I have never voted for Tory or Labour and both are just as nasty as each other but anything for change.

  22. Quiet Man

    That is one advantage but it does disadvantage smaller parties and the current system heavily favours Labour.

  23. QM: Instead of getting one set of crooks and self servers allied with another set of crooks and self servers, you get a bunch crooks and self servers who are there all on their own.

    BTW just watched last night's leaders debates, and I was proud of the Scots in the audience over immigration questions, which they realised were different from England's situation.

    The other thing that was very very obvious was that the public is still very very angry about expenses. They think they've ficxed it, that it will all blown over, well the public made sure that they were disabused of that notion.

    The words steal, stole and thieves were never that far from that part of the discussion.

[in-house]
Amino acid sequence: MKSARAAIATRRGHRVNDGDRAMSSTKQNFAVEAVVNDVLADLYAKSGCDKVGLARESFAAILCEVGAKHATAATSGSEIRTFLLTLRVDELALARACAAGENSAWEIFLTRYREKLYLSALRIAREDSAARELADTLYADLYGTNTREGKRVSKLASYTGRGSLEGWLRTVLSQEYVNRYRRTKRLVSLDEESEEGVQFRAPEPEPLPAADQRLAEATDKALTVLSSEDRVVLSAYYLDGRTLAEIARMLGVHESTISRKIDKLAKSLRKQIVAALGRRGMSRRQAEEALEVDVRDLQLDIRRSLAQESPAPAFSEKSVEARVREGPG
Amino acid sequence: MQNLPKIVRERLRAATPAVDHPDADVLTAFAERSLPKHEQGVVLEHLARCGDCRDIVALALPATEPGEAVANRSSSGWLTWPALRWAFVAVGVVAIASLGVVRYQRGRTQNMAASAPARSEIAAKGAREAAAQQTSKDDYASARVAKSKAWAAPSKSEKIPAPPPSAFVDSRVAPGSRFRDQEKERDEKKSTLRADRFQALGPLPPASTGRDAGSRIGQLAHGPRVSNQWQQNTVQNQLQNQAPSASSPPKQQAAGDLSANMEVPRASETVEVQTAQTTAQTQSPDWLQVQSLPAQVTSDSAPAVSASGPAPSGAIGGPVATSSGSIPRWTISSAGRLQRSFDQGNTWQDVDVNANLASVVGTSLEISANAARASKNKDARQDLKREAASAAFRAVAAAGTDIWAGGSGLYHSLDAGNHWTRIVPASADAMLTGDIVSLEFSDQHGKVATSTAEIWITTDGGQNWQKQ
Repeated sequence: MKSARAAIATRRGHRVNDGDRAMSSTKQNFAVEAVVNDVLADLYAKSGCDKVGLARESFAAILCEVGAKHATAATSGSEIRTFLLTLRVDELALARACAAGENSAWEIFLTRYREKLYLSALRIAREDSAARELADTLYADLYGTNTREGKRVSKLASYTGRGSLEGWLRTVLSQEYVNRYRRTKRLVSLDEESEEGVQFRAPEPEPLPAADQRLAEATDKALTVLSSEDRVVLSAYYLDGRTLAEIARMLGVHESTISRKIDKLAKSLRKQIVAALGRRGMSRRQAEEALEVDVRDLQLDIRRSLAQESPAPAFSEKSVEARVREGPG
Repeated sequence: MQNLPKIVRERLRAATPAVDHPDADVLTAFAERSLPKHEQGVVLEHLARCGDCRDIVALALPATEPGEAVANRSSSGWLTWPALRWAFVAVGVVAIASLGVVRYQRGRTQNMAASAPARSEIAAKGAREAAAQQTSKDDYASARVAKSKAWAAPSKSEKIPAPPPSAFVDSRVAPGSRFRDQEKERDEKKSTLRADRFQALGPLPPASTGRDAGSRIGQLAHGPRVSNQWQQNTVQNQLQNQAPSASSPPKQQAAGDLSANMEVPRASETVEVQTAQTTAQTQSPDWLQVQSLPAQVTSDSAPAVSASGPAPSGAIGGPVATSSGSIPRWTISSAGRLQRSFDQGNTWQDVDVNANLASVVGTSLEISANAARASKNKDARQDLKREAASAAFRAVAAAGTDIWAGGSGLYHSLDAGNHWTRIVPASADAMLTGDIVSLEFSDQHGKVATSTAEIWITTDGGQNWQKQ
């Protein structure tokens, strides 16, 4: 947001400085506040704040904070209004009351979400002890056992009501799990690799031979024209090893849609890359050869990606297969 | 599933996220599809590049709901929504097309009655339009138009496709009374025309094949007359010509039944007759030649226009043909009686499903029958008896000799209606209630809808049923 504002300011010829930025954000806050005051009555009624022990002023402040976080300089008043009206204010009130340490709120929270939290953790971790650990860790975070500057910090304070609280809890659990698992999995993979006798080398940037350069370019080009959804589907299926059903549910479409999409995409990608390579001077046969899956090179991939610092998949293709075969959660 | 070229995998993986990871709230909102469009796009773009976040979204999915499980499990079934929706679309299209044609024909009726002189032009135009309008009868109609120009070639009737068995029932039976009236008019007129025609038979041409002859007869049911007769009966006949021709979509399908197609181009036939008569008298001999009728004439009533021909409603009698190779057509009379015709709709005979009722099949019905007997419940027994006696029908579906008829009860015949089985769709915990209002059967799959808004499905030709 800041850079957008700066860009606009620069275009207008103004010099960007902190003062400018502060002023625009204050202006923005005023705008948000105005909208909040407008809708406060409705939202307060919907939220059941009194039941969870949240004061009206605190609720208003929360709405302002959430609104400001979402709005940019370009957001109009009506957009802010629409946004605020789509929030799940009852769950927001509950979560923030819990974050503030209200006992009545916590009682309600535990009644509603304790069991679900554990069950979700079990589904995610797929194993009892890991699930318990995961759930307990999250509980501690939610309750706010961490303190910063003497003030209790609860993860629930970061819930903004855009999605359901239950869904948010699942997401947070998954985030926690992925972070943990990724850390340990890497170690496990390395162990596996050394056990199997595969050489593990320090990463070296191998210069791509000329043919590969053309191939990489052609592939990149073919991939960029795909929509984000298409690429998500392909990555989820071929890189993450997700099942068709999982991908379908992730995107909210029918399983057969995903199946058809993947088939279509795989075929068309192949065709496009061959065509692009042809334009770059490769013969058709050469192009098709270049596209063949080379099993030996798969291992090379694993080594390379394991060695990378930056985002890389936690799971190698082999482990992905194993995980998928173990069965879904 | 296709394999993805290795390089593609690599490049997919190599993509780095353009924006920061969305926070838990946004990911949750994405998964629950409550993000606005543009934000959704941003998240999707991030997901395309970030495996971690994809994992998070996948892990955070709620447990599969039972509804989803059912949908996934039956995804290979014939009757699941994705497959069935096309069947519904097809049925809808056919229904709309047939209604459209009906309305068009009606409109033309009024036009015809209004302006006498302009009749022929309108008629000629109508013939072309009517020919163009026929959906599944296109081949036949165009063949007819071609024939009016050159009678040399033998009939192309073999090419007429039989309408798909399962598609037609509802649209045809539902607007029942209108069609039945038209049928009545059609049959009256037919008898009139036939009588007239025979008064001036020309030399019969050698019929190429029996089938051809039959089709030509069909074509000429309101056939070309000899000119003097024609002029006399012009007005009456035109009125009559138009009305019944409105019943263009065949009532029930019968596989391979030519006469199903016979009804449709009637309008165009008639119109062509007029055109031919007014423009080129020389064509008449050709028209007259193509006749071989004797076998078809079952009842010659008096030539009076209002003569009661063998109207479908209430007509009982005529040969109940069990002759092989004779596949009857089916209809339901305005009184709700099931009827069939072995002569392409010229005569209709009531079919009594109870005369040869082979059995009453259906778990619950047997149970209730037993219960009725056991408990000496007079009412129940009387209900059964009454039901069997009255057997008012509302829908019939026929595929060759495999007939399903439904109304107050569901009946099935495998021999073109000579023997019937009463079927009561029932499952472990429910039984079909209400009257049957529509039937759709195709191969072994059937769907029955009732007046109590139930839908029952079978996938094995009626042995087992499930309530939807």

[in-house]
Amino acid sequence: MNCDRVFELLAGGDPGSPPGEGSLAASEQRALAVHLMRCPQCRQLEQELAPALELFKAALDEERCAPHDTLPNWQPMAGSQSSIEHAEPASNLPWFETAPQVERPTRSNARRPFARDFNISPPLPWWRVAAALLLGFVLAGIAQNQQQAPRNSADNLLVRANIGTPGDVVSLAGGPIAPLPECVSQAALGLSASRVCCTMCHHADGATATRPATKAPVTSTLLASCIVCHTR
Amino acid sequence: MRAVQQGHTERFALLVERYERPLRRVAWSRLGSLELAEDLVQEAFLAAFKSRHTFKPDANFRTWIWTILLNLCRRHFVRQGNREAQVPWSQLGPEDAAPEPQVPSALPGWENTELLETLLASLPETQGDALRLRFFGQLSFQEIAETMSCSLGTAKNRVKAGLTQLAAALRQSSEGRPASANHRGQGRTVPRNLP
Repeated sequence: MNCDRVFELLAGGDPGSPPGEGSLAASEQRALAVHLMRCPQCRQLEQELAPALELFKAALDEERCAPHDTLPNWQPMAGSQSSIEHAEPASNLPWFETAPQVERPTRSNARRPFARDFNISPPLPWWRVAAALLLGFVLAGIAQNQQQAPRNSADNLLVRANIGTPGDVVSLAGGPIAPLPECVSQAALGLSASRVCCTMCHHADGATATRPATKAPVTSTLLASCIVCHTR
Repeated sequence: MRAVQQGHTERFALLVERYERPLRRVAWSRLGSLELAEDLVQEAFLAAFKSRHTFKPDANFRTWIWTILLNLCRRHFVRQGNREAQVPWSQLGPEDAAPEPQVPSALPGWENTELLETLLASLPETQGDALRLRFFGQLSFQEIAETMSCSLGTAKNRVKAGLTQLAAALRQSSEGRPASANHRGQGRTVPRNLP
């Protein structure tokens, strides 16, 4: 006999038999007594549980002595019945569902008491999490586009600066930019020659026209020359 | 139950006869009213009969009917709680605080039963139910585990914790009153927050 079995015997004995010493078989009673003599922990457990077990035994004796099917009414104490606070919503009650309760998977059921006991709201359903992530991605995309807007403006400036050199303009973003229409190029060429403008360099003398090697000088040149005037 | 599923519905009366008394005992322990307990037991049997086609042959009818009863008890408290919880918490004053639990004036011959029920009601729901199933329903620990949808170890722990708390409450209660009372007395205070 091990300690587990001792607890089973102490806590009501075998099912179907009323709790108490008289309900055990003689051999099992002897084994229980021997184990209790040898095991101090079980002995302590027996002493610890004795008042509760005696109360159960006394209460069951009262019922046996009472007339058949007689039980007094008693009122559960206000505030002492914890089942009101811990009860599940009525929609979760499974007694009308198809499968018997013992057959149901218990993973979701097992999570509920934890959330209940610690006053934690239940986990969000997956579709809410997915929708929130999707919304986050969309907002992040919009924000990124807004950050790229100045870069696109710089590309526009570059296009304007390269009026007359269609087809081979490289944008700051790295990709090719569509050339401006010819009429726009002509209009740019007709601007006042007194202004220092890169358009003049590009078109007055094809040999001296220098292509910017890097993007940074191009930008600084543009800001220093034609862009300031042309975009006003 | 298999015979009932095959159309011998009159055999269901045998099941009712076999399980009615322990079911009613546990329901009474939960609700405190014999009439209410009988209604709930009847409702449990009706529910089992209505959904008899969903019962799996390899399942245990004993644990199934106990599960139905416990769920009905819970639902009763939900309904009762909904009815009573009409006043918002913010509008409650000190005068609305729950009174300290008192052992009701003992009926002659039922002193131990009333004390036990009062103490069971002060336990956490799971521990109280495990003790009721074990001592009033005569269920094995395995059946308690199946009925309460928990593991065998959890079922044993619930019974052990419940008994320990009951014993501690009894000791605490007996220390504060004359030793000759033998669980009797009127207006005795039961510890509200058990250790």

24. QM: If we had fixed parliaments under PR. It would not be a question of one set of crooks propping up another. But rather a group of politicians putting into effect the wishes of the people. It is only a question of crooks at the moment because the strong FPTP system that we have had until now has, allied with the secrecy around expenses, allowed that situation to arise. PR makes them more answerable to the people because there will not be a situation where the majority of seats are safe jobs for life.